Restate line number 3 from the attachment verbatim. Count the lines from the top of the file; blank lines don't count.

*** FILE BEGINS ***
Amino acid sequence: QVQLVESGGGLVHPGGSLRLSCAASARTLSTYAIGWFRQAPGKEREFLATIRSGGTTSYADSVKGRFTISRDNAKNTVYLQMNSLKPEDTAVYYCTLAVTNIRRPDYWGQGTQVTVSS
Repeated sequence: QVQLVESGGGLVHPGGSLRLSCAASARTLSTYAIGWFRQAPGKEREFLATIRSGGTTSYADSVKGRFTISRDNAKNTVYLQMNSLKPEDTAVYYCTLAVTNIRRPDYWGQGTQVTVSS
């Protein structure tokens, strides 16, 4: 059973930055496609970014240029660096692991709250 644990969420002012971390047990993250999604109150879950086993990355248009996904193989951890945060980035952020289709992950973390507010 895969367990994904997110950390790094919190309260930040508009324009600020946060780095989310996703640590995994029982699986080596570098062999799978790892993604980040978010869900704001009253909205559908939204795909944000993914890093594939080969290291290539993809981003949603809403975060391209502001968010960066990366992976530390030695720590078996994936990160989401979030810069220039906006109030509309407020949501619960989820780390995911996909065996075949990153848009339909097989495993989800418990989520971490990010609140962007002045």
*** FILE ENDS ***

């Protein structure tokens, strides 16, 4: 059973930055496609970014240029660096692991709250 644990969420002012971390047990993250999604109150879950086993990355248009996904193989951890945060980035952020289709992950973390507010 895969367990994904997110950390790094919190309260930040508009324009600020946060780095989310996703640590995994029982699986080596570098062999799978790892993604980040978010869900704001009253909205559908939204795909944000993914890093594939080969290291290539993809981003949603809403975060391209502001968010960066990366992976530390030695720590078996994936990160989401979030810069220039906006109030509309407020949501619960989820780390995911996909065996075949990153848009339909097989495993989800418990989520971490990010609140962007002045």